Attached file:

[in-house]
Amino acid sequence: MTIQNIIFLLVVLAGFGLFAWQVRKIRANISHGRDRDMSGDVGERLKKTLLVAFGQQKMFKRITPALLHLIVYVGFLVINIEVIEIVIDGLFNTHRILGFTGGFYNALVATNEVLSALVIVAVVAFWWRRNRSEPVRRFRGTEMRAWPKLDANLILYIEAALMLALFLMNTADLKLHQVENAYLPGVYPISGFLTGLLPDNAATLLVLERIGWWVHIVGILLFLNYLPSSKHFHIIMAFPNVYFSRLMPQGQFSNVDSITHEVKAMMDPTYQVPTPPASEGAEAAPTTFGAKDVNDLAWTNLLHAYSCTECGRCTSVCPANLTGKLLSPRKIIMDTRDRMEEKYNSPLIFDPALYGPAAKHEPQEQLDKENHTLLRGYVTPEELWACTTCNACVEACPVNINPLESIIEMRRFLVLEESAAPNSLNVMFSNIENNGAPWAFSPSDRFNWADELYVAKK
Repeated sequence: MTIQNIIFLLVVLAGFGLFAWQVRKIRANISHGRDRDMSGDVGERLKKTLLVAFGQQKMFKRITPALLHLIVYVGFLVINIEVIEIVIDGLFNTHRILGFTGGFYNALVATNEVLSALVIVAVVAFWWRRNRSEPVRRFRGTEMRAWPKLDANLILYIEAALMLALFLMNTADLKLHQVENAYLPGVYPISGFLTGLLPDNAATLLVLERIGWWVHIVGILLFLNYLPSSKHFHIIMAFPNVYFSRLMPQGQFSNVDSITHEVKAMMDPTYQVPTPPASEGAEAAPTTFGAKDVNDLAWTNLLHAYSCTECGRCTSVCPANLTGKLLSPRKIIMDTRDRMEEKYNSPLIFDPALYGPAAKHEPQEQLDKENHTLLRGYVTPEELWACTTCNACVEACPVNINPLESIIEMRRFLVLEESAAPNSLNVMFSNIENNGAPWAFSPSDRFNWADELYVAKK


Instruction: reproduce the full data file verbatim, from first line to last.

[in-house]
Amino acid sequence: MTIQNIIFLLVVLAGFGLFAWQVRKIRANISHGRDRDMSGDVGERLKKTLLVAFGQQKMFKRITPALLHLIVYVGFLVINIEVIEIVIDGLFNTHRILGFTGGFYNALVATNEVLSALVIVAVVAFWWRRNRSEPVRRFRGTEMRAWPKLDANLILYIEAALMLALFLMNTADLKLHQVENAYLPGVYPISGFLTGLLPDNAATLLVLERIGWWVHIVGILLFLNYLPSSKHFHIIMAFPNVYFSRLMPQGQFSNVDSITHEVKAMMDPTYQVPTPPASEGAEAAPTTFGAKDVNDLAWTNLLHAYSCTECGRCTSVCPANLTGKLLSPRKIIMDTRDRMEEKYNSPLIFDPALYGPAAKHEPQEQLDKENHTLLRGYVTPEELWACTTCNACVEACPVNINPLESIIEMRRFLVLEESAAPNSLNVMFSNIENNGAPWAFSPSDRFNWADELYVAKK
Repeated sequence: MTIQNIIFLLVVLAGFGLFAWQVRKIRANISHGRDRDMSGDVGERLKKTLLVAFGQQKMFKRITPALLHLIVYVGFLVINIEVIEIVIDGLFNTHRILGFTGGFYNALVATNEVLSALVIVAVVAFWWRRNRSEPVRRFRGTEMRAWPKLDANLILYIEAALMLALFLMNTADLKLHQVENAYLPGVYPISGFLTGLLPDNAATLLVLERIGWWVHIVGILLFLNYLPSSKHFHIIMAFPNVYFSRLMPQGQFSNVDSITHEVKAMMDPTYQVPTPPASEGAEAAPTTFGAKDVNDLAWTNLLHAYSCTECGRCTSVCPANLTGKLLSPRKIIMDTRDRMEEKYNSPLIFDPALYGPAAKHEPQEQLDKENHTLLRGYVTPEELWACTTCNACVEACPVNINPLESIIEMRRFLVLEESAAPNSLNVMFSNIENNGAPWAFSPSDRFNWADELYVAKK